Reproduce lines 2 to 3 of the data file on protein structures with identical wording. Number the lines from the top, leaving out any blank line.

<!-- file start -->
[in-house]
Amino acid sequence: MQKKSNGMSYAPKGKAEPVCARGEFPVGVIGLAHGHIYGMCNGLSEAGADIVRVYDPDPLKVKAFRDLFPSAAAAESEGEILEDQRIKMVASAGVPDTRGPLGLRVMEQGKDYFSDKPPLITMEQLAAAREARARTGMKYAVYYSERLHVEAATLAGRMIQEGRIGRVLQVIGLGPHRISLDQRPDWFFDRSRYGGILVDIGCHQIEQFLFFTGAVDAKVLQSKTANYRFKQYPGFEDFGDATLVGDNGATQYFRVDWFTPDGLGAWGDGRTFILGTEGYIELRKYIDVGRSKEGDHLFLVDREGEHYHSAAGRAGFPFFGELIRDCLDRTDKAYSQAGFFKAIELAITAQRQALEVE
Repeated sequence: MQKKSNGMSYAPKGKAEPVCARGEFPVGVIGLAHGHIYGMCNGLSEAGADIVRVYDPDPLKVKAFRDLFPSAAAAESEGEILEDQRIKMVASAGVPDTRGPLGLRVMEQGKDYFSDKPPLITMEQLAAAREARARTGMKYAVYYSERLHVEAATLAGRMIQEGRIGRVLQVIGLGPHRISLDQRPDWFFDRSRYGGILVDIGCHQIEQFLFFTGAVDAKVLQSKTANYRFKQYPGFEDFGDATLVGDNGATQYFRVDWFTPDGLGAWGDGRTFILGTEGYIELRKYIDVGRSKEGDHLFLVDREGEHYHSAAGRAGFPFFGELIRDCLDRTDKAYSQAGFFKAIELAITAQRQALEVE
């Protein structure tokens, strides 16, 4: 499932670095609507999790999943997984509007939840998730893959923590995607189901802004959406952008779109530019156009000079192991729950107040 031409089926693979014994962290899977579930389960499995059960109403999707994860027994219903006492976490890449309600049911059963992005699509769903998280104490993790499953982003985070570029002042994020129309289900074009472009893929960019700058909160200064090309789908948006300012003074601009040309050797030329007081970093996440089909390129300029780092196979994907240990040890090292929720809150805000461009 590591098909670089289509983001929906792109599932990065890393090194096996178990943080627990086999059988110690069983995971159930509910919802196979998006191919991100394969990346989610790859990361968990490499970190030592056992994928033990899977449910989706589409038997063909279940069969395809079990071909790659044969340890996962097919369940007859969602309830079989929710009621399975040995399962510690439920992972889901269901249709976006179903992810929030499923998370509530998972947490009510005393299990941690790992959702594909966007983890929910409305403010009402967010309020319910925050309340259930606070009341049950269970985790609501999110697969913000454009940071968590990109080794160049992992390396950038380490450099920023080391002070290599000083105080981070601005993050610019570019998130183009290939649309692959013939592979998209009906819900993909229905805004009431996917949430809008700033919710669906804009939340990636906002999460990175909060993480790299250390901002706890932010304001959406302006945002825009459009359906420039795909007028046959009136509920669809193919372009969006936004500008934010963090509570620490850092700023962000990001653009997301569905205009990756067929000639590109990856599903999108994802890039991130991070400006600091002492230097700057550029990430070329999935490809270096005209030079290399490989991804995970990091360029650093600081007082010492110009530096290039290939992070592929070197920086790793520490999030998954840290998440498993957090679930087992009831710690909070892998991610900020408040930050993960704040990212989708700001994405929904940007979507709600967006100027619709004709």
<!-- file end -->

Amino acid sequence: MQKKSNGMSYAPKGKAEPVCARGEFPVGVIGLAHGHIYGMCNGLSEAGADIVRVYDPDPLKVKAFRDLFPSAAAAESEGEILEDQRIKMVASAGVPDTRGPLGLRVMEQGKDYFSDKPPLITMEQLAAAREARARTGMKYAVYYSERLHVEAATLAGRMIQEGRIGRVLQVIGLGPHRISLDQRPDWFFDRSRYGGILVDIGCHQIEQFLFFTGAVDAKVLQSKTANYRFKQYPGFEDFGDATLVGDNGATQYFRVDWFTPDGLGAWGDGRTFILGTEGYIELRKYIDVGRSKEGDHLFLVDREGEHYHSAAGRAGFPFFGELIRDCLDRTDKAYSQAGFFKAIELAITAQRQALEVE
Repeated sequence: MQKKSNGMSYAPKGKAEPVCARGEFPVGVIGLAHGHIYGMCNGLSEAGADIVRVYDPDPLKVKAFRDLFPSAAAAESEGEILEDQRIKMVASAGVPDTRGPLGLRVMEQGKDYFSDKPPLITMEQLAAAREARARTGMKYAVYYSERLHVEAATLAGRMIQEGRIGRVLQVIGLGPHRISLDQRPDWFFDRSRYGGILVDIGCHQIEQFLFFTGAVDAKVLQSKTANYRFKQYPGFEDFGDATLVGDNGATQYFRVDWFTPDGLGAWGDGRTFILGTEGYIELRKYIDVGRSKEGDHLFLVDREGEHYHSAAGRAGFPFFGELIRDCLDRTDKAYSQAGFFKAIELAITAQRQALEVE